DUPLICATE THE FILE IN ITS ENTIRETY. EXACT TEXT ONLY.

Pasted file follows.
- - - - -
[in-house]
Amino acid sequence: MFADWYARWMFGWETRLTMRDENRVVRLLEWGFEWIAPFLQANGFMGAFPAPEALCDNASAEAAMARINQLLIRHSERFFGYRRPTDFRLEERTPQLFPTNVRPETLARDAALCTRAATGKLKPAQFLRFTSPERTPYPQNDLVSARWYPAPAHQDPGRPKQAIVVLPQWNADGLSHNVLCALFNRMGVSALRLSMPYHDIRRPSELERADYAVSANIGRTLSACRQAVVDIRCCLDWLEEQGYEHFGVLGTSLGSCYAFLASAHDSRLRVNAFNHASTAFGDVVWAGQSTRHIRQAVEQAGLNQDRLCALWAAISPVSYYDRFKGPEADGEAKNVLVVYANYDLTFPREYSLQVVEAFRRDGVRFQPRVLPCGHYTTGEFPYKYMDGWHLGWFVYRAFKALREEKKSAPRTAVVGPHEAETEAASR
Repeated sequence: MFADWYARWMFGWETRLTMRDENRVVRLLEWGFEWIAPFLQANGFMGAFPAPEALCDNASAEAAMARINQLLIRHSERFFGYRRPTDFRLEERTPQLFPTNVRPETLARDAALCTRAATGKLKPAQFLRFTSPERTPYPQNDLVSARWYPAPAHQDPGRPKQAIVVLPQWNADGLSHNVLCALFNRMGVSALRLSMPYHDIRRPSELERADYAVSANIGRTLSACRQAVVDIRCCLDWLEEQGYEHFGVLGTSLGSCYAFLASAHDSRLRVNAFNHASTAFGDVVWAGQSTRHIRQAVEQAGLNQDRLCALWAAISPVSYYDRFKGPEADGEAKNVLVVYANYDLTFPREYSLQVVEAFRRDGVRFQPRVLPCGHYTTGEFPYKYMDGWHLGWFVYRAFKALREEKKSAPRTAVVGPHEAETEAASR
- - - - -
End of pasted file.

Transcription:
[in-house]
Amino acid sequence: MFADWYARWMFGWETRLTMRDENRVVRLLEWGFEWIAPFLQANGFMGAFPAPEALCDNASAEAAMARINQLLIRHSERFFGYRRPTDFRLEERTPQLFPTNVRPETLARDAALCTRAATGKLKPAQFLRFTSPERTPYPQNDLVSARWYPAPAHQDPGRPKQAIVVLPQWNADGLSHNVLCALFNRMGVSALRLSMPYHDIRRPSELERADYAVSANIGRTLSACRQAVVDIRCCLDWLEEQGYEHFGVLGTSLGSCYAFLASAHDSRLRVNAFNHASTAFGDVVWAGQSTRHIRQAVEQAGLNQDRLCALWAAISPVSYYDRFKGPEADGEAKNVLVVYANYDLTFPREYSLQVVEAFRRDGVRFQPRVLPCGHYTTGEFPYKYMDGWHLGWFVYRAFKALREEKKSAPRTAVVGPHEAETEAASR
Repeated sequence: MFADWYARWMFGWETRLTMRDENRVVRLLEWGFEWIAPFLQANGFMGAFPAPEALCDNASAEAAMARINQLLIRHSERFFGYRRPTDFRLEERTPQLFPTNVRPETLARDAALCTRAATGKLKPAQFLRFTSPERTPYPQNDLVSARWYPAPAHQDPGRPKQAIVVLPQWNADGLSHNVLCALFNRMGVSALRLSMPYHDIRRPSELERADYAVSANIGRTLSACRQAVVDIRCCLDWLEEQGYEHFGVLGTSLGSCYAFLASAHDSRLRVNAFNHASTAFGDVVWAGQSTRHIRQAVEQAGLNQDRLCALWAAISPVSYYDRFKGPEADGEAKNVLVVYANYDLTFPREYSLQVVEAFRRDGVRFQPRVLPCGHYTTGEFPYKYMDGWHLGWFVYRAFKALREEKKSAPRTAVVGPHEAETEAASR